Trapeziectomy for Thumb Osteoarthritis
is a surgical procedure that deals with the trapezium bone located at the base of the thumb. The trapezium bone when affected with osteoarthritis can overgrow (the body does this automatically to compensate cartilage loss) leading to severe pain and a limited range of motion. So, a surgery is required to remove the trapezium bone.
Aim of Trapeziectomy
As mentioned above, in a person suffering from thumb osteoarthritis (at the base of the thumb), there is a bone overgrowth. This is a body’s automated response to the loss of cartilage. The overgrown bone can come into contact with the other bones which leads to a severe pain and discomfort.
So, the surgery is required to eliminate this bone creating enough space for other bones to move freely, thus eliminating the risk of the bones rubbing against each other. This automatically reduces pain and also increase joint motion.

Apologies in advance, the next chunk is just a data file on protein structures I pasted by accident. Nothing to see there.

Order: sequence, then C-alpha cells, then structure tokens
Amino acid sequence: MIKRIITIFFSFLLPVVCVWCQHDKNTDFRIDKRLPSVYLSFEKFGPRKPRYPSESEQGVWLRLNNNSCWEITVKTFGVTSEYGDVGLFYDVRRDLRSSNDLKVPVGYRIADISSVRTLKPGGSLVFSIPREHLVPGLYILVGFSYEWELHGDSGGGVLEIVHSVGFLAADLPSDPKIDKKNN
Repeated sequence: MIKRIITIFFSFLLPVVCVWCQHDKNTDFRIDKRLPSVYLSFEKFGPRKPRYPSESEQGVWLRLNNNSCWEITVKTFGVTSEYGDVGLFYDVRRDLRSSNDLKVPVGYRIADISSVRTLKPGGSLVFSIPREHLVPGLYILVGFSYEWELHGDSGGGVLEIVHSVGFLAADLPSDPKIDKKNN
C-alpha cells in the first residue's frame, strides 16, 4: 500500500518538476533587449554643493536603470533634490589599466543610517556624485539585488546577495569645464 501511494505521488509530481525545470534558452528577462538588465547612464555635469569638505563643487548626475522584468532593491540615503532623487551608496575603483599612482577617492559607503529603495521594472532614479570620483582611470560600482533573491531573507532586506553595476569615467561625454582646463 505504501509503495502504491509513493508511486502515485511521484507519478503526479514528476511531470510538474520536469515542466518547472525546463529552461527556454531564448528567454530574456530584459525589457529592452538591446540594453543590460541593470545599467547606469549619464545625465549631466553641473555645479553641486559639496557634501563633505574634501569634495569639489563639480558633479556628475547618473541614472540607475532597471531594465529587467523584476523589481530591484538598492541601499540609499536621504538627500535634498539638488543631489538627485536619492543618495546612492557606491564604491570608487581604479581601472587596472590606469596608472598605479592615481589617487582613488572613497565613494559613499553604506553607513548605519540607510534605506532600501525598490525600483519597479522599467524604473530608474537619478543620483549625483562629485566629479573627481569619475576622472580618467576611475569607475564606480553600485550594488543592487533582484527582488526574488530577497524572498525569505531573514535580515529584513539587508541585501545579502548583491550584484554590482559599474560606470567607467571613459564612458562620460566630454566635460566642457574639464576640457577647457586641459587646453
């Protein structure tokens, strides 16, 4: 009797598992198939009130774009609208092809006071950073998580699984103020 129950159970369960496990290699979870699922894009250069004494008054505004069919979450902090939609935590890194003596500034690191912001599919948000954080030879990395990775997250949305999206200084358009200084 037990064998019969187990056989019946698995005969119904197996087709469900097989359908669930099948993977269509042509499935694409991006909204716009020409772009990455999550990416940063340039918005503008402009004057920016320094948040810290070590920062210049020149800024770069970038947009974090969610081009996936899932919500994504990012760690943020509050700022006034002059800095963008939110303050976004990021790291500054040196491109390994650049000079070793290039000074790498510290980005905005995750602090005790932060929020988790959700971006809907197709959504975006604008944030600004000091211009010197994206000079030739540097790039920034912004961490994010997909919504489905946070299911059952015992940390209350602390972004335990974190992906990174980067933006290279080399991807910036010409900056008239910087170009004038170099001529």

Tendon Interposition and Ligament Reconstruction
Instead of using this thumb surgery for osteoarthritis on its own to get rid of the trapezium bone, it can also be used in conjunction to reconstruct ligaments and interchange tendon positions.
Results of this procedure have been proven to be much more effective when it comes to reducing pain and increasing joint motion.
The side-effects associated with this surgery are rare. However, on some occasions, people could develop chronic regional pain syndrome that causes sever swelling and pain despite the surgery.
In some cases, there can be a tendon or nerve damage after the surgery has been performed.
Although the trapeziectomy surgery itself is generally a small procedure and an out-patient procedure, the healing time post the surgery can take up to six months.
The stitches need to remain in place for two weeks. After the stitches are removed, one would have to carry on wearing a finger splint for at least 6 weeks.
In order to avoid the thumb from going stiff, one would have to seek the assistance of a physical therapist and perform the required exercises.